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    Hypersonic anti tank round

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    Walther von Oldenburg

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    Hypersonic anti tank round

    Post  Walther von Oldenburg on Thu Dec 06, 2018 11:02 pm

    Since we now have hypersonic cruise and anti ship missiles, why not a hypersonic KE round for anti tank use?

    The system would be designed to be fired from aircraft as well as existing MLRS systems which should allow use of much heavier rounds if desired - having a a 15 kg piece of tungstein/Du travelling even at 3000 m/s would not be fun.

    Possibly even completely screw APFSDS and go back to old school full calibre rounds, possibly with tungstein/DU cap. Having a 122 mm 25 kg piece of steel striking an Abrams at Mach 10 would not be fun either. Devastation caused by such round (not to mention 200-300 mm one) would absolutely horrific if such a projectile hit the top armor

    What are your thoughts, dear forum members? Wink
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    GarryB

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    Re: Hypersonic anti tank round

    Post  GarryB on Fri Dec 07, 2018 6:16 am

    Back in the 1990s there was a lot of talk about very high velocity anti tank missiles... related to the SA-19 two stage missile, where the main rocket motor accelerated the missile to about 1.2km/s... and presumably the missile itself would be another rocket motor that accelerated the missile to much higher speeds for the terminal effect required.

    It didn't really amount to much, but solid rocket fuel has limitations, whereas scramjet motors can be made rather small and would be rather interesting.

    Certainly if you can get the velocity up high enough you can actually save money by using cheaper materials for the penetrator which would make them rather more viable weapons too.

    Of course there is the self forging fragments, which are low velocity weapons that detonate a HE charge about 50m from the target, where the explosion is focused and is designed to reform a flat disc of material into a penetrator moving at 3km/s or so. It is not super effective because the shape created is not usually pointed and looks more like a shuttle cock used in badminton... if it had a sharp point it would penetrate much better... but is still pretty useful... mainly for top attack use against the thin top armour of vehicles.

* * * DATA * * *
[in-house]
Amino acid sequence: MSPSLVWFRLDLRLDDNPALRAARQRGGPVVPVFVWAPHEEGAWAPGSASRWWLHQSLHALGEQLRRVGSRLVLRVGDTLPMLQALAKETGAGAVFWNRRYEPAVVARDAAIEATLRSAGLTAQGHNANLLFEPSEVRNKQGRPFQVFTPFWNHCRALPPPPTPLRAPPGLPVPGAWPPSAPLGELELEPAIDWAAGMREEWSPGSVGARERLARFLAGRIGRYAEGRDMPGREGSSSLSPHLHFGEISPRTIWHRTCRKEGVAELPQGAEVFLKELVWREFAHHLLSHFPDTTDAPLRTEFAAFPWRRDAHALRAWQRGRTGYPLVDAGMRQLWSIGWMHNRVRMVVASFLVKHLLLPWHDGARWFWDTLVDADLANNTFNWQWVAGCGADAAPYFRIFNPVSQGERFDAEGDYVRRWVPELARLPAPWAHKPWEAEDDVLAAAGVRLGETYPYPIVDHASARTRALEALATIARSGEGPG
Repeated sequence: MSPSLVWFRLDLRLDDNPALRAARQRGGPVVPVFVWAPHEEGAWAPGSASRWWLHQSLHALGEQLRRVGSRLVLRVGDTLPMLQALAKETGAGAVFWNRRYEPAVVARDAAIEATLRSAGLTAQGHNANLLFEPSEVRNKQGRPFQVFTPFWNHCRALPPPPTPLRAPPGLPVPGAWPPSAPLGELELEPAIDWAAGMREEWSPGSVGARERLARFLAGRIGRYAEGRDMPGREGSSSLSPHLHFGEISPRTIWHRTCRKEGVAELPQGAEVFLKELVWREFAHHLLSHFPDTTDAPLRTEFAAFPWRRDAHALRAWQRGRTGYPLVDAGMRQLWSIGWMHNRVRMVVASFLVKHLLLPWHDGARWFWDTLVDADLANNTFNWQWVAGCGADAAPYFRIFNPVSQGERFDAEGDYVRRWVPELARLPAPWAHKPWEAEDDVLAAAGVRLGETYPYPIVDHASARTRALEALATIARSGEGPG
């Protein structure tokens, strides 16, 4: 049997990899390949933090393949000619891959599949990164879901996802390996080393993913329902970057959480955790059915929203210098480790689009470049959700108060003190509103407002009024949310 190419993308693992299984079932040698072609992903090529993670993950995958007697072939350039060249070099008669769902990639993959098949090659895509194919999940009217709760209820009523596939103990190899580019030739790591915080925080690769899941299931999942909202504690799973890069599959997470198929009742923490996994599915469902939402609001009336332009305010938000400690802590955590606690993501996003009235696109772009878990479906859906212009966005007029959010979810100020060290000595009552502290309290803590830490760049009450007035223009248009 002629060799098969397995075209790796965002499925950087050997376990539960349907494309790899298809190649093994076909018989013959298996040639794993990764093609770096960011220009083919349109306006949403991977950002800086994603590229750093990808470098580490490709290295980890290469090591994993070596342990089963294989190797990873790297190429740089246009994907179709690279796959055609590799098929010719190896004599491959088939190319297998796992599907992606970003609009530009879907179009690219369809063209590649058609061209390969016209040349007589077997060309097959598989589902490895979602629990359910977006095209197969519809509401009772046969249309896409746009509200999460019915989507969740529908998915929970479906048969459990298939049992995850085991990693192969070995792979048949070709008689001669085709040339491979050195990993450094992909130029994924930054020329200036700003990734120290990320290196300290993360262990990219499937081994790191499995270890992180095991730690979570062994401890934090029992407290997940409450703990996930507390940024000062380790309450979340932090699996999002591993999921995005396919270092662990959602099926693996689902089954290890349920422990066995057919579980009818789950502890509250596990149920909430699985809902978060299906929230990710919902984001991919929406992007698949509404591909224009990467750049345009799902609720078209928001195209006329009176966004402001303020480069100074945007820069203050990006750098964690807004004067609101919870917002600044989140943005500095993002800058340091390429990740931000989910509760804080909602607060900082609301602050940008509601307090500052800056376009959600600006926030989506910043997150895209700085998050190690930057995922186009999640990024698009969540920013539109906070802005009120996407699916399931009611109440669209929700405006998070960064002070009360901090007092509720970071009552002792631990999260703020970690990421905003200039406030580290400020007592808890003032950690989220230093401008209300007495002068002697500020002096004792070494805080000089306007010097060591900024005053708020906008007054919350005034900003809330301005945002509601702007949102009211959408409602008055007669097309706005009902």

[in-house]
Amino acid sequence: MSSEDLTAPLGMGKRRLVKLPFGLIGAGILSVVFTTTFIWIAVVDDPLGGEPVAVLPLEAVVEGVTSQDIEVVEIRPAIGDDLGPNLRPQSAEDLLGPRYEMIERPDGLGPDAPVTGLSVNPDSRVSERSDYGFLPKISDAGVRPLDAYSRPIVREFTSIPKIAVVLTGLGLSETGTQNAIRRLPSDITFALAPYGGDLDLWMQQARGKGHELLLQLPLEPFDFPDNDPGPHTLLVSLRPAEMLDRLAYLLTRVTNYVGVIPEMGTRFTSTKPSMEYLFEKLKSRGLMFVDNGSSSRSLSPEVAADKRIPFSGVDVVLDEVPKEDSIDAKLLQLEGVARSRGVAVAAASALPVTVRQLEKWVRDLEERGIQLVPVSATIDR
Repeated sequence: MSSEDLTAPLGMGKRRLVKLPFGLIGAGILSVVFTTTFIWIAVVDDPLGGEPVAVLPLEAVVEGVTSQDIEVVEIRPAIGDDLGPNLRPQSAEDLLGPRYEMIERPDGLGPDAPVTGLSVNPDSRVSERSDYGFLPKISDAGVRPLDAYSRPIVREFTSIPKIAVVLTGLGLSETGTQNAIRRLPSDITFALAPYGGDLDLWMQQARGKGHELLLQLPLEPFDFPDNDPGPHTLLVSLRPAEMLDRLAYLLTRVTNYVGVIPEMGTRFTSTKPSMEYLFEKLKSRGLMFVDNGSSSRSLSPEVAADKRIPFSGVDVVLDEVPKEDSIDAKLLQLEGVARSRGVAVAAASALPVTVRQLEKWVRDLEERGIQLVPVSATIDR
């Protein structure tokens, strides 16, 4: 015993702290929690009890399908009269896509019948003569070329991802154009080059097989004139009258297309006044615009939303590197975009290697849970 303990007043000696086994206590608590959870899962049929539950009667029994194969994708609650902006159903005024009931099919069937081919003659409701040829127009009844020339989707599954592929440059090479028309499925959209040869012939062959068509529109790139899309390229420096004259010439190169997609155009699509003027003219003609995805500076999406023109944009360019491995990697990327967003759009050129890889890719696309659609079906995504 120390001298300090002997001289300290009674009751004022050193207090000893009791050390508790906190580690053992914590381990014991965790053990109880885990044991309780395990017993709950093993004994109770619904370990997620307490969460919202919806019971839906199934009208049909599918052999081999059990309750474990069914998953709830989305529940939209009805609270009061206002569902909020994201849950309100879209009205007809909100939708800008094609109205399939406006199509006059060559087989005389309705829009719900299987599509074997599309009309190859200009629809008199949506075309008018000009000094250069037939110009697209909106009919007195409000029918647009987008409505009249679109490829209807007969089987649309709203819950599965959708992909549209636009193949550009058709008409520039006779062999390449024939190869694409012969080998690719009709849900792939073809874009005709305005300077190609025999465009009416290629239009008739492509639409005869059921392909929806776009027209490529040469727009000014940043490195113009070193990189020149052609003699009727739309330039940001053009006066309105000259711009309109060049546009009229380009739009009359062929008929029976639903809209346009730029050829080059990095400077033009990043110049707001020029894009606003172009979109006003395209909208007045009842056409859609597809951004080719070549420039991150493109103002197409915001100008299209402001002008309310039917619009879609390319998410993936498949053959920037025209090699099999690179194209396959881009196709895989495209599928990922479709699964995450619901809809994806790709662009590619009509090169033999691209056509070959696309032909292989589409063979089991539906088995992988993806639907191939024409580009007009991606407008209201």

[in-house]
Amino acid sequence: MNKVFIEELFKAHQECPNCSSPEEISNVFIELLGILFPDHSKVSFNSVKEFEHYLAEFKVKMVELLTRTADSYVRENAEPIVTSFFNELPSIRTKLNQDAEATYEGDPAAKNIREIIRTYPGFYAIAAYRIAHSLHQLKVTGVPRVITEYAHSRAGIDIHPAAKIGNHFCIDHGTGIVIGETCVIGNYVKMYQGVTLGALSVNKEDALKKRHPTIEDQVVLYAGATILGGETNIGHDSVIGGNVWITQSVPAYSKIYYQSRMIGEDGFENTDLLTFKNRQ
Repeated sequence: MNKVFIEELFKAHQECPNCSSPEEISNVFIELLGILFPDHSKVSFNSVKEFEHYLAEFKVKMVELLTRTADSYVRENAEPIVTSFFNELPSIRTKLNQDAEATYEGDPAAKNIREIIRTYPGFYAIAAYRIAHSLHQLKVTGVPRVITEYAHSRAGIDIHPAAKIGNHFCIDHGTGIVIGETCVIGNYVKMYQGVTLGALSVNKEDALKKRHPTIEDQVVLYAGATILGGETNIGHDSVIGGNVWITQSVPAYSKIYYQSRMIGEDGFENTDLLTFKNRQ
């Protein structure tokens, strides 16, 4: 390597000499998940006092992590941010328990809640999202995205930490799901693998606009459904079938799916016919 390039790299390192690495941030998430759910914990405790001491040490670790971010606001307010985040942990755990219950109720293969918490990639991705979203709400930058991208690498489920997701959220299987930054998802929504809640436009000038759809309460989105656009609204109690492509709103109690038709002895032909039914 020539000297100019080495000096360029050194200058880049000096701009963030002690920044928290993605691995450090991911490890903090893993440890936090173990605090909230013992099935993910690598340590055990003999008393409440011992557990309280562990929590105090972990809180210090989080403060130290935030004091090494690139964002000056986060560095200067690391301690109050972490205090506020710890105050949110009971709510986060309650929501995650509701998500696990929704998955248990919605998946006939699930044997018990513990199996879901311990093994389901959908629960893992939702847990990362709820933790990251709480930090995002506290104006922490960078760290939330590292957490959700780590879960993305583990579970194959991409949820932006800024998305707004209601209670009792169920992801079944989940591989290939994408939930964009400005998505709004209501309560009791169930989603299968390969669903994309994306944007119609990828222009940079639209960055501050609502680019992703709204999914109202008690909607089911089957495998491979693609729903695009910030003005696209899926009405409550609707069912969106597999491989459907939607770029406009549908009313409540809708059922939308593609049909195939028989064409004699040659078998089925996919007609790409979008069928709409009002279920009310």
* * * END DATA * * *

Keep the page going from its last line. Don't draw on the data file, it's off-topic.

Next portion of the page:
Also don't rule out APFSDS rounds... even in the 1960s there were designs of APFSDS rounds that had ramjets fitted to them to retain speed on the way to the target... having a scramjet would vastly improve performance and make it much more practical...

    My understanding is that 3km/s is the balance point... if you chart penetration being the result of velocity and mass of the penetrator, you generally get the best improvements in penetration when increasing velocity. Once you get above 3km/s however the benefits of increasing velocity don't increase very much but the energy required to get higher speed increases. This suggests that rather than putting more energy into the projectile to get even higher speeds it is much more efficient to make the projectile heavier... which normally means longer as wider increases drag and increases speed loss per second.

    Against armour the concentration of energy is critical, but of course a 15kgs of most materials you could accelerate to 3km/s would be devastating... even a 4kg tungsten shell with 11kgs of chocolate blamanche inside would be devastating at 3km/s... at such speeds and energies even solids act like fluids anyway... lead is a very soft metal but it is used inside harder metal jackets to allow the bullets to have high densities and therefore higher momentum to move through the air more efficiently and to have more effect on target.

    Very high velocity very light bullets are effective on light targets.... the light targets almost explode... but against heavier animals they tend to break up and often lack penetration.

    At point blank range a subsonic .22lr lead projectile is comparable to 50 cal Browning ammo when fired into water... in fact the .22 ammo might be more lethal as the enormous energy of the 50 cal round will probably shatter the projectile on impact with the water, while the .22 round might actually injure you over a distance of a few metres.


    New EM gun technology will likely lead to smaller calibres and much higher velocities too.
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    Walther von Oldenburg

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    Re: Hypersonic anti tank round

    Post  Walther von Oldenburg on Fri Dec 07, 2018 12:34 pm

    What would be predicted penetration of a steel APCBC round at such speeds?

    The best APCBC rounnd ever rounded which was the 120 mm one used on M103 had a max penetration of 300 mm - but it only travelled at about 1000 m/s as compared to 1500 m/s for the slowest APFSDS. It was this difficulty in accelerating full caliber rounds to speeds above 1000 m/s that spurred development of APDS and APFSDS later on.

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